Tuesday, July 28, 2009

This Will Make You Feel Better

Game 100: You Don't Know Me

There has been some recent talk that CC Sabathia has been disappointing this year, citing an increase in walks and a decline in strikeouts. His 3.67 ERA probably wasn't at the very top of the range of expectations at the beginning of the season, but he's averaged about 6 2/3 innings per start and racked up 10 wins.

When considering all possible outcomes before the season began, I would venture to guess that the Yanks would have signed up for that production without much hesitation. Historically a second half pitcher, now is the time of year that the big fella tends to find his stride. He's thrown 14 innings since the All-Star Break, allowed 3 runs and accumulated two wins. He was just getting warmed up before.

Going to the mound for the Rays will be their quondam lefty ace, Scott Kazmir. To call the 25 year old's performance so far this year "disappointing" would be a gross understatement. Although he's pitched only one truly full season in the Major Leagues, Kazmir has contributed significant value to Tampa Bay's rotation since he was called up to the Big League club in 2004 as a 20 year old. After completion of the 2008 schedule, he had pitched 722 regular season innings to a 3.61 ERA while striking out over one batter per inning. He fit the billing of the Rays' ace by general consensus entering the season; a lefty strikeout machine who, if he could ever make 35 starts or learn to control his pitch count, would be deadly.

He's certainly not going to make 35 starts this year, because he's already spend time on the DL and is only at 14. Given how poorly he's pitched, that's probably a good thing for the Rays. Kazmir's ERA is a gruesome 6.69 and his WHIP a ghastly 1.716. He's averaging fewer than 5 innings per start and has almost as many ER (55) as Ks (58). For a pitcher with a lifetime 9.5 K/9 ratio, that's bad news. His stint on the DL was officially caused by a quadriceps strain, but my skeptical side thinks he might, like Chien Ming Wang did, have had a nasty case of Badpitcheritis.

Kazmir has historically fared well against the Yanks, with a 2.65 ERA over 12 starts, but only a 5-4 record due primarily to his inability to go deep into games. He's also about a half of a run better at Tropicana Field than away from it, so it wouldn't be entirely shocking if he found his groove tonight. I would be surprised if he went more than 6 innings though, because he's only done it three times this year and the Yanks tend to work the count.

Rays fans might not recognize the 2009 version of Scott Kazmir, and who could blame them? Certainly not Brother Ray himself.

And anyone can tell,
You think you know me well -
Well, you don't know me.
(No you don't know me)

On Jeter's Newfound Range

If you ask an average Yankee fan in the stands to rate Derek Jeter's defensive abilities, their answers would probably skew towards good or even great. He looks athletic, doesn't make a lot of errors, does the jump throw... superficially, it's the obvious conclusion. However, if you asked the typically baseball blog reader to give their opinion, they would probably end up on the opposite end of the spectrum, towards poor or even terrible. Of course, there are blog readers in the stands and casual fans who read this site, but the point being that the subject of Jeter's fielding abilities is simultaneously foreign to the masses and nearly passé to the baseball blogosphere.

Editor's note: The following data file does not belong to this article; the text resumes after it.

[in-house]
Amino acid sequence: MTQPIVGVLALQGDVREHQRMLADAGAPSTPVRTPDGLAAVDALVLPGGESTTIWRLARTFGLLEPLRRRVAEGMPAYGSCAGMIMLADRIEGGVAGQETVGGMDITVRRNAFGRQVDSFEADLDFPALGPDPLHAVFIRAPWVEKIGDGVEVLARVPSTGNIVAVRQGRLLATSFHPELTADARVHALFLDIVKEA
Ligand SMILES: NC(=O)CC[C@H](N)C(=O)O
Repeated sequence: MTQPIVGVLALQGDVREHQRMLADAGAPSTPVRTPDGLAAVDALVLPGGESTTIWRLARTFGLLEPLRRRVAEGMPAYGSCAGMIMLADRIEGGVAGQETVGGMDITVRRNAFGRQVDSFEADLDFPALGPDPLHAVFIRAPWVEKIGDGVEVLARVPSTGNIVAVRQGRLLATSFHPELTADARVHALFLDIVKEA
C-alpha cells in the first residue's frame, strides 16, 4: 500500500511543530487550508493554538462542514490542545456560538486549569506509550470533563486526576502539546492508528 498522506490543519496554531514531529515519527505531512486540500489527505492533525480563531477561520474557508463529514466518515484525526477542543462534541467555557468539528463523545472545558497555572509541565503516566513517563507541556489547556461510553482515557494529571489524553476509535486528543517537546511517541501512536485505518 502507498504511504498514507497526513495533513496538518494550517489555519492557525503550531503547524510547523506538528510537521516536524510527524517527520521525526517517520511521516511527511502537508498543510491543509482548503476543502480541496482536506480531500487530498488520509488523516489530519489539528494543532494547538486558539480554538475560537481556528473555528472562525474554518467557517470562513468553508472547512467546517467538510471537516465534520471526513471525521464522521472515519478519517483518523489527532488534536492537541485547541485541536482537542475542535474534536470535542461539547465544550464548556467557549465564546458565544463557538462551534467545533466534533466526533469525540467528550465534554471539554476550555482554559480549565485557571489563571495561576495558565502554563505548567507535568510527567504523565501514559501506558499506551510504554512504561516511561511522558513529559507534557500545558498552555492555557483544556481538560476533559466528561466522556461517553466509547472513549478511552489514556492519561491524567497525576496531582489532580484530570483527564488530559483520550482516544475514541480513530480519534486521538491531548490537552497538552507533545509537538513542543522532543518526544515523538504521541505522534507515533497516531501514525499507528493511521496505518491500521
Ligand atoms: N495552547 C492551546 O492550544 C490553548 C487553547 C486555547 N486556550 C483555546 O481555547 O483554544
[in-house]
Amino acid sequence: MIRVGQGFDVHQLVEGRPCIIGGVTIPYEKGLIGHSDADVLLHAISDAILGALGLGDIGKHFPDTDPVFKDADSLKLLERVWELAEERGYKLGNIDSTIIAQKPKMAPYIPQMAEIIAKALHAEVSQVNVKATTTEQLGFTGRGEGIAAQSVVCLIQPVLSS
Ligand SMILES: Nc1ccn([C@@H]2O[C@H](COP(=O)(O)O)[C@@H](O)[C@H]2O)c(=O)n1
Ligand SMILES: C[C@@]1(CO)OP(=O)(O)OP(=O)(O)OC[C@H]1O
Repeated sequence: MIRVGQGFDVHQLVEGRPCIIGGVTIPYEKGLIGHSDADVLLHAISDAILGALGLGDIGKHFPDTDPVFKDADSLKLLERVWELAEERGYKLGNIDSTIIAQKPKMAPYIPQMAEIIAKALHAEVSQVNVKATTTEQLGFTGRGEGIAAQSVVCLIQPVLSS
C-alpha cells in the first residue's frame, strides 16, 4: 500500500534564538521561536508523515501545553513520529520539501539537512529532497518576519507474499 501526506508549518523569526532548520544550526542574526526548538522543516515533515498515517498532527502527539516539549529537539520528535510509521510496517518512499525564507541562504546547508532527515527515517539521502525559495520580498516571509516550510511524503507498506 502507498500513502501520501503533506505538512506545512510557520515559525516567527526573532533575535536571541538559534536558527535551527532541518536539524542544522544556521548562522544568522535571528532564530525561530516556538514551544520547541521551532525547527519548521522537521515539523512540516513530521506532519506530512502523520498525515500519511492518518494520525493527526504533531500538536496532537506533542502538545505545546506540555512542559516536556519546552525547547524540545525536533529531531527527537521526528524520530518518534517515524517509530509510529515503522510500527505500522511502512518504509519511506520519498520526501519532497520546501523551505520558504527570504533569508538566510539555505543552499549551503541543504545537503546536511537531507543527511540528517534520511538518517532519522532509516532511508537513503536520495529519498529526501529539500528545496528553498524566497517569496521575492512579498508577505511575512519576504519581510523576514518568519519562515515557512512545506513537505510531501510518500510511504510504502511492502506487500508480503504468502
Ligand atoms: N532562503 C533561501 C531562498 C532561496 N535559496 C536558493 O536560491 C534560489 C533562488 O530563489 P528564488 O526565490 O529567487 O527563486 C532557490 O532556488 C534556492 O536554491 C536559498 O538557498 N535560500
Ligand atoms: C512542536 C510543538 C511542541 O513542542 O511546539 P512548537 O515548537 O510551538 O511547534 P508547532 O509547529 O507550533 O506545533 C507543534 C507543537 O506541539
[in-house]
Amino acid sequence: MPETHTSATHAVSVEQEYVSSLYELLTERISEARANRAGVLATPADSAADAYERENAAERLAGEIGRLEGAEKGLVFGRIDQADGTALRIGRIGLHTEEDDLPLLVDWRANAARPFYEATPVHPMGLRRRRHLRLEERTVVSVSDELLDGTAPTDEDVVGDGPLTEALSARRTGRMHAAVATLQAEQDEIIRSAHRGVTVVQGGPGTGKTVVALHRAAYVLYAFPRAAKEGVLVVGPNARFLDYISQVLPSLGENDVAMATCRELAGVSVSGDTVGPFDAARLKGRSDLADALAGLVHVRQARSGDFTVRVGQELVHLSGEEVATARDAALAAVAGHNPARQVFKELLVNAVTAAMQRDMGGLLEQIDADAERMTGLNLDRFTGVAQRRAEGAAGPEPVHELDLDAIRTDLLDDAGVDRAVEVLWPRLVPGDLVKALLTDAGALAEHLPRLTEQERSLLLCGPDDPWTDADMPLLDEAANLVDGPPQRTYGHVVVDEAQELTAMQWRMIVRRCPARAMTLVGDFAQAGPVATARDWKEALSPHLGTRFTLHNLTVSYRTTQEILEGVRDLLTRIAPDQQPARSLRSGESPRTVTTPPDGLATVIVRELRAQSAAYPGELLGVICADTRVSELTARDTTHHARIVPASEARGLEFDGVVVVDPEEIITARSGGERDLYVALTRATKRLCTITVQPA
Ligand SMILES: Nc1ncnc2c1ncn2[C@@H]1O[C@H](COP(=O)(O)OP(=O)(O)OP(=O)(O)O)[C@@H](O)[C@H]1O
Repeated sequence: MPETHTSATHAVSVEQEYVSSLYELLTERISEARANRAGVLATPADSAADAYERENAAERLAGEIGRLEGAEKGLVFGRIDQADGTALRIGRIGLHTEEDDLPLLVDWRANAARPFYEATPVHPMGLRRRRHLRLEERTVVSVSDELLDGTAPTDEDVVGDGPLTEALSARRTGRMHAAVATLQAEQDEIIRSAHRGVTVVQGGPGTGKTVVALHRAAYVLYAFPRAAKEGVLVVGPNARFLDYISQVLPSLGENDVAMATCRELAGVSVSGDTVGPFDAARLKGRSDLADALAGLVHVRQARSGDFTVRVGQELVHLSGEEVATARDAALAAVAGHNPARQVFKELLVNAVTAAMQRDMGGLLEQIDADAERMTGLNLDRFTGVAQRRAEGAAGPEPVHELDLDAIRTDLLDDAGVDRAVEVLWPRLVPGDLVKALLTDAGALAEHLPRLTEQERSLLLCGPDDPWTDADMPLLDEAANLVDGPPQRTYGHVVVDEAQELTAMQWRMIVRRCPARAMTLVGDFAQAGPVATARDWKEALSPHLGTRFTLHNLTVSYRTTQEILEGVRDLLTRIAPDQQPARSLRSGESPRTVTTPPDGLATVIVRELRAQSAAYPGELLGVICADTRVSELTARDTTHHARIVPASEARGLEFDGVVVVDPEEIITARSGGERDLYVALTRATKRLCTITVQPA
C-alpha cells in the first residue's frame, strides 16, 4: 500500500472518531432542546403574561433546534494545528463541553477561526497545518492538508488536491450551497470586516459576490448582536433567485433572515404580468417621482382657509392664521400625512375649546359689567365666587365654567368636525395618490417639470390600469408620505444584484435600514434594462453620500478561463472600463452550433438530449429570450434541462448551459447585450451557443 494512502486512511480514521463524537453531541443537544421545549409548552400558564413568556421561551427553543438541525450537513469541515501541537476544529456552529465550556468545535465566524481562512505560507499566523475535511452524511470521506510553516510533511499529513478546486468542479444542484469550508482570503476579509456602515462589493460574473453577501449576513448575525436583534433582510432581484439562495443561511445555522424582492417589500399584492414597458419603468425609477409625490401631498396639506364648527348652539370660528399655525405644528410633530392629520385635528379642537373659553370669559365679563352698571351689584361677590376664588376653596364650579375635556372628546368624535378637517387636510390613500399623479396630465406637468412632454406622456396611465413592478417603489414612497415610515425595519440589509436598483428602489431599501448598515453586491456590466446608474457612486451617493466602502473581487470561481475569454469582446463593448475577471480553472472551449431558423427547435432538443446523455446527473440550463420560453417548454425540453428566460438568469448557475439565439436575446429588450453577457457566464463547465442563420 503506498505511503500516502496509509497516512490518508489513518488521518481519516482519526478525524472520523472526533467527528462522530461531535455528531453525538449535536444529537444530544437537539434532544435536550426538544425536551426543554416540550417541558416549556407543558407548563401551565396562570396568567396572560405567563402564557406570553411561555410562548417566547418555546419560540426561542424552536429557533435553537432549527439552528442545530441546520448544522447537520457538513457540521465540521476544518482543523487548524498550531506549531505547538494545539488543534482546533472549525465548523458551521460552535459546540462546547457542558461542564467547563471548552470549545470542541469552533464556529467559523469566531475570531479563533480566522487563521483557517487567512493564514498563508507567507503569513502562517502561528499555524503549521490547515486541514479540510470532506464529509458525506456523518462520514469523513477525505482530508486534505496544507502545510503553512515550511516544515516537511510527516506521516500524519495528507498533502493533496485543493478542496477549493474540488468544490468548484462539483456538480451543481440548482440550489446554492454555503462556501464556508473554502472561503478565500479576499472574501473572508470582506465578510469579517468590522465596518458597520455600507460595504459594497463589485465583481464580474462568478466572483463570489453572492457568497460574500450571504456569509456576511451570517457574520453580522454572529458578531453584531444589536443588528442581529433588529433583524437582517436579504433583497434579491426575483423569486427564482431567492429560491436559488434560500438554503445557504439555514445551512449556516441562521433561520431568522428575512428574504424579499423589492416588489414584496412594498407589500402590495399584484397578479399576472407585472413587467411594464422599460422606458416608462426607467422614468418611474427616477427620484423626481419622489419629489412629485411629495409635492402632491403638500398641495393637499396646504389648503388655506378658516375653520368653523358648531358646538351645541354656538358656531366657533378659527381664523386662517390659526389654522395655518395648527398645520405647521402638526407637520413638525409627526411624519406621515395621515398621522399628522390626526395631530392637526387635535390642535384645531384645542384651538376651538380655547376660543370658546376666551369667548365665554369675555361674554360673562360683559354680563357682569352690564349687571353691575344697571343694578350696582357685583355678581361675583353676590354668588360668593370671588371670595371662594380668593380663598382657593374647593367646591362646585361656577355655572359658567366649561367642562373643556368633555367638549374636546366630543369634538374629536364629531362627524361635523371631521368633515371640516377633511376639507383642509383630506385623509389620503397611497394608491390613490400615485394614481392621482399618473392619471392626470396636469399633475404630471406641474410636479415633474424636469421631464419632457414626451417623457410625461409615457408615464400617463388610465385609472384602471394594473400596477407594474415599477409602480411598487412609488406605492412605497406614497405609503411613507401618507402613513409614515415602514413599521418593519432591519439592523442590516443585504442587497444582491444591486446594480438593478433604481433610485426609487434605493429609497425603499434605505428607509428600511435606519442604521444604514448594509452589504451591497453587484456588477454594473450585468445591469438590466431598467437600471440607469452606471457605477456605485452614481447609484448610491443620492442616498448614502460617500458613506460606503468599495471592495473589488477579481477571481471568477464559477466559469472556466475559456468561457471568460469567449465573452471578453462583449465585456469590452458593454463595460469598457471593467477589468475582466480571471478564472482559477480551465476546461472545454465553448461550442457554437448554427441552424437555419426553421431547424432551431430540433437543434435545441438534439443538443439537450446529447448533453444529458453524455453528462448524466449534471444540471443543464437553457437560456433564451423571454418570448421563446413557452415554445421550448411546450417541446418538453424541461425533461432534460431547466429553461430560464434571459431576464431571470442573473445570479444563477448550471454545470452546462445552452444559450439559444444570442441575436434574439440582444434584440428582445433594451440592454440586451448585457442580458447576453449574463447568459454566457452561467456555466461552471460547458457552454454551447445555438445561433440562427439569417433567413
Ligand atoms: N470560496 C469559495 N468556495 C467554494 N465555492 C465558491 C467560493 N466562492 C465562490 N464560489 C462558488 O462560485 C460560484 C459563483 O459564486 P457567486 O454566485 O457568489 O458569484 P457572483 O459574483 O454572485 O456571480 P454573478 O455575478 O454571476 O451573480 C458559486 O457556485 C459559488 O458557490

Interestingly, this season, Jeter has made the crowds look wise and all of the idiots who were talking about the demise of Derek's defense (ahem, myself included), look somewhat foolish. Bryan Hoch of MLB.com recently took a deeper look into Jeter's play at shortstop this season and attempted to explain how his Ultimate Zone Rating has increased at age 35 to it's highest level since they began tracking UZR in 2002:
Thanks to a number of variables, Jeter has continued to find ways to turn back the hands of time defensively this year. He continued to follow the program outlined by Yankees strength and conditioning coach Dana Cavalea, but he has also been assisted by aggressive defensive positioning on the part of infield coach Mick Kelleher.

Better health has also been a factor, as Cashman said there was "no doubt" at times that Jeter's health inhibited him in past seasons. So has adding a Gold Glove first baseman and receptive target in Mark Teixeira.
While player's defensive performance is certain to vary from year to year, it seems less likely for someone to have a sudden improvement in their fielding in their mid-30's than it would be for them to have a career year at the plate. With defense, the outcomes are mostly binary; the play either gets made or it doesn't. With offense, there are vary degrees of success or failure a batter can attain, ranging from a double play to a home run, creating a wider gap between failure and success. Luck is also a bigger factor for hitters as they can't control where a batted ball goes to anywhere near the extend a fielder can position themselves to catch one.

There is also an inherent assumption that defense is the bastion of the young and agile. It's based on quickness, agility and reaction time, all attributes which inevitably fade with age. Production at the plate can improve with patience, power and experience, most of which players do not possess when they first enter the league.

So how is it that Jeter is enjoying this renaissance now?

Of Hoch's four points above, one stands out as being the most significant: His positioning. UZR is calculated by dividing the field into 64 zones, and tracking whether or not players get to balls in what areas of the field. If Jeter is in fact being positioned better, which David Pinto also believes, it's going to appear that his range is increased when in fact he simply doesn't have to cover as much territory as he once did. (See here for a hilarious anecdote by the legendary Repoz of BBTF.)